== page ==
The Independence Arch towers high above the make-shift market created to house vendors at the third annual Taste of Ghana festival. The initiative – a portraiture of Ghanaian culture through the lenses of food, music, fashion, photography and cinema – creates opportunities for small and medium-scale businesses to audition for customers.
I had gone to the grounds earlier than expected. Most vendors were still unpacking their items ahead of the arrival of visitors. The huge speakers mounted directly in front of the arch, which was a venue for a previous concert and fashion show, were booming with high-life tunes. I soaked it in with a big smile upon my face…the tunes were classic from Amakye Dede, Rex Gyamfi through Daddy Lumba, Kojo Antwi, Ben Brako and more!
I cast my sight toward the back of the arch into the ocean, where some fishermen had anchored their canoes in search of fish. To the east of the arch is the Osu Castle, one time the seat of government, where President John Kufour became the last occupant, before heading to the Jubilee House.
A British-born Ghanaian woman in her mid-30s, in the company of friends, fixed her gaze on the castle. With her eyes stashed behind thick Gucci branded sunglasses while wearing big round earrings, she engaged the others in a conversation. Dressed in a T-shirt embossed with the image of ganja smoking Bob Marley, she pointed to the castle.
In her thick London accent, she asked one of the male friends with a round face and Gye Nyame arm tattoo about the history behind the Osu Castle and its historical relationship to Ghana. “I am not too sure about which Europeans lived here but Rawlings spent his entire presidency there,” he said. I doubt the lady was impressed by that answer. Maybe she wanted more than the answer she got as she shrugged and moved on.
Still in the company of her friends, she walked to one of the vendors who had displayed colourful African wear made from batik tie and dye. She foraged through the clothes with her long painted nails.
In that same distinct accent, she ran a hard bargain until the vendor caved in. She picked three pieces, including a skirt which she wrapped around her waist and posed for a picture taken by one of her friends. A vendor of meat on skewers or khebab, a few yards away, was busy fanning the flame. As the aroma caught her nose, she went closer with friends to grab a charred sausage each. Beaming with smiles, they thinned away into the milling crowd.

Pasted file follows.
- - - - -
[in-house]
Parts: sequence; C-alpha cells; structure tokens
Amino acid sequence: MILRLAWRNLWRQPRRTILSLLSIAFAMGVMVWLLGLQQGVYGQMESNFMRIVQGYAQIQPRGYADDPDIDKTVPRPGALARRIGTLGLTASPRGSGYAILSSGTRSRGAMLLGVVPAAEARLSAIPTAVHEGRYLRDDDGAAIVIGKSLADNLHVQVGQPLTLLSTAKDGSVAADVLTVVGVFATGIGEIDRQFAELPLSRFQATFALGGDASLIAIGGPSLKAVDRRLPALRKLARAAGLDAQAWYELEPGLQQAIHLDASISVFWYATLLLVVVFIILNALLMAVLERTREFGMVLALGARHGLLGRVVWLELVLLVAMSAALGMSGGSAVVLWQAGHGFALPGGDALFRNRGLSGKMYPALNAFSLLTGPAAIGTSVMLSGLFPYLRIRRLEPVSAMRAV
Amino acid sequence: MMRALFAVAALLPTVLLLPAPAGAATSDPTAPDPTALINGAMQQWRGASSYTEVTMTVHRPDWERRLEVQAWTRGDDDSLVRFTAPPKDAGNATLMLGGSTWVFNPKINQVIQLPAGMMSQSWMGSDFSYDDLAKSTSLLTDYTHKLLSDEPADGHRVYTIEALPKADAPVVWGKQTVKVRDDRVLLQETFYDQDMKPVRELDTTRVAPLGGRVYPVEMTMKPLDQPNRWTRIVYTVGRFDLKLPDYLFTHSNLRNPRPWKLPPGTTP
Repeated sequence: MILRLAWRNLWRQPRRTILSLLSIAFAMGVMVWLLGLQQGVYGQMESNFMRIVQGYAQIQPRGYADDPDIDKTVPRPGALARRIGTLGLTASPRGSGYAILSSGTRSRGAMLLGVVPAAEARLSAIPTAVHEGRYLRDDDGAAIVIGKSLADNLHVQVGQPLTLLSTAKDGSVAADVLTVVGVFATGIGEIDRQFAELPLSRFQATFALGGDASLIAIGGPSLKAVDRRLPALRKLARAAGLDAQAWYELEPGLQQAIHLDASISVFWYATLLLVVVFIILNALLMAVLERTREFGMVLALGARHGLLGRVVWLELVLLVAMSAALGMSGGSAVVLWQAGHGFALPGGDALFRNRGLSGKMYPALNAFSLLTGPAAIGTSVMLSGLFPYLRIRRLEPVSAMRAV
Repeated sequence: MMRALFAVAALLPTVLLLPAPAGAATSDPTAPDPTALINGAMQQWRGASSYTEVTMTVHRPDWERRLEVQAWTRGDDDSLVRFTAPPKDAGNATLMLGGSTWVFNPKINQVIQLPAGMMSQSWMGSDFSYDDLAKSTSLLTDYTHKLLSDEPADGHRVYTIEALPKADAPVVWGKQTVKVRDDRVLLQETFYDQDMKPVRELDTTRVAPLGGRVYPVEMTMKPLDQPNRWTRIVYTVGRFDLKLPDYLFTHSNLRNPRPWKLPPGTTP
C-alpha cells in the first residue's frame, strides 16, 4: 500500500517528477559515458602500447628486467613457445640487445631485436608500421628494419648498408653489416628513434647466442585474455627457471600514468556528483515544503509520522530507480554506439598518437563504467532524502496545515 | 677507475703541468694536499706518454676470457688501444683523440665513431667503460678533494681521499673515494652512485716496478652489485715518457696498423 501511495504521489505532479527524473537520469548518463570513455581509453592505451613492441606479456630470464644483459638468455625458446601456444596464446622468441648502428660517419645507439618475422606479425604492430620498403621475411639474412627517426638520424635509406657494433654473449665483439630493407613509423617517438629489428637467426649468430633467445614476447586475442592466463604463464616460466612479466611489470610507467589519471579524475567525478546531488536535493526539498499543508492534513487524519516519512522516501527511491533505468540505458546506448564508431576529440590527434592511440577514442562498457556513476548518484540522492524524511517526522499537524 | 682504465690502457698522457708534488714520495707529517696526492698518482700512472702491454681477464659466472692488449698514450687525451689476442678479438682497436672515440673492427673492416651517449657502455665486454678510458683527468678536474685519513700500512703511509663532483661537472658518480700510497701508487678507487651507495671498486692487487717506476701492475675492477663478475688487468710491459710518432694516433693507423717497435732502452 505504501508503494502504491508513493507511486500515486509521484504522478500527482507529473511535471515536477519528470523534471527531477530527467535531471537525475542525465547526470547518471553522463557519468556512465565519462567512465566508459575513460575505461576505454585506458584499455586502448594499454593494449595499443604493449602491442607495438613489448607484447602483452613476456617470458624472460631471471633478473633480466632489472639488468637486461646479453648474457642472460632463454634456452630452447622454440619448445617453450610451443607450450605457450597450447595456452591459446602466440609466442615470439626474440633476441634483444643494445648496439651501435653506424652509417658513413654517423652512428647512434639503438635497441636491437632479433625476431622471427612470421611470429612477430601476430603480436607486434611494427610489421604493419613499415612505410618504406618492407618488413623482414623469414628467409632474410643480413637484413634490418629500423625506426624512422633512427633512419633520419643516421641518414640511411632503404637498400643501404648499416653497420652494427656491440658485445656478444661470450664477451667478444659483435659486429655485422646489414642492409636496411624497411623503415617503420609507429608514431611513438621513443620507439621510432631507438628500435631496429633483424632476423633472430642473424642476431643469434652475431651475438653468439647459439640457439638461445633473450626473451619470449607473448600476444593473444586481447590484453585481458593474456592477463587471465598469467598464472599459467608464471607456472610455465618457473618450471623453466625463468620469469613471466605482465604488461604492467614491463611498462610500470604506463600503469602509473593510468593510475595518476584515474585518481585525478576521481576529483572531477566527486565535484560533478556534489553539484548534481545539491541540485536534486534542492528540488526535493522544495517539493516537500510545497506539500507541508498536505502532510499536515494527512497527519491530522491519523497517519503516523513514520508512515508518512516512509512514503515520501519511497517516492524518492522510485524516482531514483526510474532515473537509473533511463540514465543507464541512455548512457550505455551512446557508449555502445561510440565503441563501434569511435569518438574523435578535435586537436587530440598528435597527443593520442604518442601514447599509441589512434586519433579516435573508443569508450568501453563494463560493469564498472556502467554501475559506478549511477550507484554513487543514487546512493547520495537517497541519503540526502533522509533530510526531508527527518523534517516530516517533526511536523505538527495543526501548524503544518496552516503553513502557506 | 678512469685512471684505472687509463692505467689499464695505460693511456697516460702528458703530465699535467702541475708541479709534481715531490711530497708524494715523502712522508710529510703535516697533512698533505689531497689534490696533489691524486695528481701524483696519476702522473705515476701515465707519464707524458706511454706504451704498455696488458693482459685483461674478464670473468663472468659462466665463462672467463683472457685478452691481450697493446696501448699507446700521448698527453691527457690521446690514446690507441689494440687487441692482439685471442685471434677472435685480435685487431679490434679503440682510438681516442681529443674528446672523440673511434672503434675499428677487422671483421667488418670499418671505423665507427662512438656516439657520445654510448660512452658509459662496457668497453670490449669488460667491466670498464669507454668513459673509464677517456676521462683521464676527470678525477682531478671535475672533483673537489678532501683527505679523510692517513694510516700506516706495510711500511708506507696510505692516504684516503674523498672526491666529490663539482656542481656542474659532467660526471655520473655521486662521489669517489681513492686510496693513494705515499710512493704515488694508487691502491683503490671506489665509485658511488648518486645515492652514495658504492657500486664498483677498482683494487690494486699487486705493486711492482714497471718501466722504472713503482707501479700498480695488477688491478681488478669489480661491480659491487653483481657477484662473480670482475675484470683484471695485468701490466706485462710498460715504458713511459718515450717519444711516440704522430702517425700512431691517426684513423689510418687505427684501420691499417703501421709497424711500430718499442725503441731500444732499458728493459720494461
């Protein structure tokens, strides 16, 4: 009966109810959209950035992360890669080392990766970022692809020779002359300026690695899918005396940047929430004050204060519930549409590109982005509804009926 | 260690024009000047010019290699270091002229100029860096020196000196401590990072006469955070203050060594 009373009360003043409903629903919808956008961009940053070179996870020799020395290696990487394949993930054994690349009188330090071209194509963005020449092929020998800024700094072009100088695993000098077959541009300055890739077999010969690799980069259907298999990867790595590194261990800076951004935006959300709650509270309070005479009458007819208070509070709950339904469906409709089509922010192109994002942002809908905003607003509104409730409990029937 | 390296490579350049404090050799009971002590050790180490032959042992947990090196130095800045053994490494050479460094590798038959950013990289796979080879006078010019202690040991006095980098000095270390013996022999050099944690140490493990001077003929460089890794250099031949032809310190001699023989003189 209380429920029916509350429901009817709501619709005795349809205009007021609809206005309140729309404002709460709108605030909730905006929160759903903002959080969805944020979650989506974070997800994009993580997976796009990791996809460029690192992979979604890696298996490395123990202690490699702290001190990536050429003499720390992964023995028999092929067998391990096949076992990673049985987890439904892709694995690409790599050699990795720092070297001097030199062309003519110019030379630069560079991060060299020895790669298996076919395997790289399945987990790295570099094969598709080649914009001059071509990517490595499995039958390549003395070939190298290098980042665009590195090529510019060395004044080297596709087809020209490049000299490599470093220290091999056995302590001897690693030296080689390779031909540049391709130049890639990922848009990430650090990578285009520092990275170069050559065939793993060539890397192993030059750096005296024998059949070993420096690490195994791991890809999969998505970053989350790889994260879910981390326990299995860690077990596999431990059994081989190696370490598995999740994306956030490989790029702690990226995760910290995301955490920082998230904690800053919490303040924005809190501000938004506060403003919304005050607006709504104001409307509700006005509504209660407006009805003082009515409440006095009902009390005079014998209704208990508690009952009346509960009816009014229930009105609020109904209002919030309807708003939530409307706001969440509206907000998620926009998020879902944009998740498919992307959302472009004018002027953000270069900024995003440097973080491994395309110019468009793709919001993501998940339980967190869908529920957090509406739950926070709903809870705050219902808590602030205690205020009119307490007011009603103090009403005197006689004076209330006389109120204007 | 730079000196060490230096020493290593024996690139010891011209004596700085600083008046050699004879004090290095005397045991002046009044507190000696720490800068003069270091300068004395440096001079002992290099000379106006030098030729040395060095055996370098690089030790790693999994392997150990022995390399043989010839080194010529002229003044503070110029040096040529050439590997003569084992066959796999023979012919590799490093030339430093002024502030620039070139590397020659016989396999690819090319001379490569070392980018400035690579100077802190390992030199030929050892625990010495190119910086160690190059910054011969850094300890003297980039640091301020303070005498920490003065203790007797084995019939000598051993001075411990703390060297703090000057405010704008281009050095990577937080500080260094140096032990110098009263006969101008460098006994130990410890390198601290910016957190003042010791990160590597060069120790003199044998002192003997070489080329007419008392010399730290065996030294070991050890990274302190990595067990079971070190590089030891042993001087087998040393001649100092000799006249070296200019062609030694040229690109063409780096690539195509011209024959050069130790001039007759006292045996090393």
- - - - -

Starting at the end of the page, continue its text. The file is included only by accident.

It was my first time at the event, and I took the opportunity to run through the various vending spots to see what I was in a position to buy. I had made a commitment not to engage in impulse buying. But the smell of konkonte and groundnut soup, with ‘dry fish’ and some nicely sliced okro resting comfortably on the meal, nearly made me break that vow. The only thing I ended up taking was a chilled palmwine and a coffee book of Ghanaian waterfalls.
I had my two young children with me and they had a good time. I put them in a Mummy Truck ‘Arrow Glass’ which had been displayed as part of the event, and they both took turns to sit behind the wheel and pretend to be driving it. As a teenager in the early 1990s, I used to get free rides in a Mummy Truck to school, or even the market. The last time I saw one on the road was in Prampram. It had brought a group of football fans from Nungua to back their team in a local football match. I was enchanted by the sight of it. I took photos with my phone and later used the images to accompany an article I wrote about Ghana through the lenses of inscriptions. Despite not being able to attend the nightly events at this festival, like the concerts and fashion shows, I enjoyed the time with family and friends.
In its third year, my hope is that the organisers will start thinking about the possibility of replicating it across the regions, to encourage both foreign and domestic tourists to see other interesting places in Ghana. Until next year, I’ll be riding that Mummy Truck in my dreams to far away regions with sweet Tastes of Ghana on my palate.